The Limerick Leader did not cover the events of the day but instead spoke in hopeful tones in terms of the realisation of the Home Rule Bill.
A Sober Holiday? (1913)
This might be a surprise to many but it appears that the city was sober for most of the day. The Limerick City Police Court confirmed that there were no arrests for drunkenness in Limerick on St. Patrick’s Day in 1913. The judge described the day as a “Sober Holiday.”
How the different strands of Nationalism spent St. Patrick’s Day in Limerick (1913)
In Rathkeale, a huge crowd attended the St. Patrick’s Day parade. This parade was also an overtly political, pro-Home Rule rally which was organised by the Ancient Order of Hibernians (AOH). In a speech at the rally Mr. William Phelan credited “the brilliant” Tom Kettle with planting “the seed of Hibernianism in Limerick.” Meanwhile in Limerick City, Na Fianna Eireann celebrated the day in a very different fashion. Among their guest speakers was the IRB leader Tom Clarke. While the speeches at the AOH parade sounded like a group on the cusp of a long fought victory for Home Rule, the tone of Na Fianna Eireann is very different.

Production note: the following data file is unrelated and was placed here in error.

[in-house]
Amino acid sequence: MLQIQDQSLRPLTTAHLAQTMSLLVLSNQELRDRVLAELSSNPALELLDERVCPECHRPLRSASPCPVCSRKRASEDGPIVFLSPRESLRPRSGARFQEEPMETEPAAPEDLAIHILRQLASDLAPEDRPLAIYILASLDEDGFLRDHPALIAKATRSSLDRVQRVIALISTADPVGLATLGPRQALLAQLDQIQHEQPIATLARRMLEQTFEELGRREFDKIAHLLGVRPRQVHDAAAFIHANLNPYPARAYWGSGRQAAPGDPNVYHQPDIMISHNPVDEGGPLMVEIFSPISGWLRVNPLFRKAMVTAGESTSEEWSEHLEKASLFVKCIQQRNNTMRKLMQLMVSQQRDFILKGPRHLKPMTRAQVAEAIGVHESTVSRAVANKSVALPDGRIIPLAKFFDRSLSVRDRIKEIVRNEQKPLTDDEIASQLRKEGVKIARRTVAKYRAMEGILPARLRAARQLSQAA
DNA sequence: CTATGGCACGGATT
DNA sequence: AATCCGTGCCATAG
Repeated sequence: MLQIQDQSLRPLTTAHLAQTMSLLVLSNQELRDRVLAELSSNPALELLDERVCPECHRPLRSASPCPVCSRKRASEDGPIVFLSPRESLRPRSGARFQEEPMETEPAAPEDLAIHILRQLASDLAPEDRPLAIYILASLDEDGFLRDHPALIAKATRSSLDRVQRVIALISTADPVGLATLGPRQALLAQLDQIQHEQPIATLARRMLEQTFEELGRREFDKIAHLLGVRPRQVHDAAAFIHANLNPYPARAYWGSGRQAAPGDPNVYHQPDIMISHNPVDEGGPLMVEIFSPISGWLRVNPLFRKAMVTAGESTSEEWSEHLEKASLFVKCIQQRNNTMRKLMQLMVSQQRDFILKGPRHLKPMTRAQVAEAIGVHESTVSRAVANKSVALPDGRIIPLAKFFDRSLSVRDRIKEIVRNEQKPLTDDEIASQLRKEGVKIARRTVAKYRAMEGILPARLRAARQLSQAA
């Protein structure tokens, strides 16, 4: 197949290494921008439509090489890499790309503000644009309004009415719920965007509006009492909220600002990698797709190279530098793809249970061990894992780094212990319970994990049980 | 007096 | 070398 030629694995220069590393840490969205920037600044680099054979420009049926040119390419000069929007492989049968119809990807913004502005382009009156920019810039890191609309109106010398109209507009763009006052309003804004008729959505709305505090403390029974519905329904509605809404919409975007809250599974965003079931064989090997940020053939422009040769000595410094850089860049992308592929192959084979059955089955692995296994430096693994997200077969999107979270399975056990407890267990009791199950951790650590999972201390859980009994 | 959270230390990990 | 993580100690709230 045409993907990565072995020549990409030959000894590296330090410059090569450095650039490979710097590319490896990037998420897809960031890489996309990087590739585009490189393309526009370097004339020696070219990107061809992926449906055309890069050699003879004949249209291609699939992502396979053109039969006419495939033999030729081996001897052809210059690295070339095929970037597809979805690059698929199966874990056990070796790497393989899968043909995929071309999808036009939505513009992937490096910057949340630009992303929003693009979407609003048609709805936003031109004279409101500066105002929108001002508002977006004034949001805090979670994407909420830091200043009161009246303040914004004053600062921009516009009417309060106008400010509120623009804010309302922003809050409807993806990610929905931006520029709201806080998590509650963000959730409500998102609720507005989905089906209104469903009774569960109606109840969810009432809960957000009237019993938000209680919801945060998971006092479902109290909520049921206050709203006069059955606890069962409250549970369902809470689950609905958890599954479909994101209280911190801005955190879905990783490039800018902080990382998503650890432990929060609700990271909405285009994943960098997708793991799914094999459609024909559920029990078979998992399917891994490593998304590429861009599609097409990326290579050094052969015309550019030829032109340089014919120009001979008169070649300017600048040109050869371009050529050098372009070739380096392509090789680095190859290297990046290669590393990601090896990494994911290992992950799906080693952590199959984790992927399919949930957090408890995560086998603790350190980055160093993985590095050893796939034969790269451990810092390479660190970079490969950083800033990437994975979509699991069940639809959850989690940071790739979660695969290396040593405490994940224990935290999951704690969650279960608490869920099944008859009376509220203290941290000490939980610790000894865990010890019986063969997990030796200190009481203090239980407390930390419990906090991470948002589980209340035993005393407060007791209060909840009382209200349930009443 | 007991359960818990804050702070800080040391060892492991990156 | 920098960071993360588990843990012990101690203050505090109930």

Tom Clarke’s speech did not refer to Home Rule at all, instead he stressed Ireland’s right to separate nationhood. He appealed to the Fianna to study the Irish language and history so that they will be “fit to carry on the struggle for independence.” The proceedings were brought to a close, by all present standing to attention and singing “A Nation Once Again.”
Nenagh was quiet (1913)
The description of how St. Patrick’s Day was marked in Nenagh shows that the celebration was not yet fully embraced countrywide.
“Nothing unusual..no shops were closed..no notice taken..except six or seven musicians [who] played around the town.”
Industrial School Band perform at Glin (1913)
“A procession of children of the parish and the Industrial Schools paraded the town. Banners of St. Patrick and other saints were borne at the head of each contingent. The Industrial School Band played appropriate music.”
St. Patrick the Censor?
20th March 1913: The Freeman’s Journal published an article on St. Patrick that lamented his “Literary Censorship.” It says that his committee
subjected the ancient poetry and works of the Druids to a severe scrutiny and it was so fascinating, the Apostle feared the reading of it would cause some to relapse into the Druid system. With his own hands he burned hundreds of volumes of Druidical poetry and prose, an example that was zealously followed through Ireland.
The article does not list any references..
1913: The weather forecast for St. Patrick’s Day? Snow showers, sleet and sub zero are temperatures expected across the country. 🙂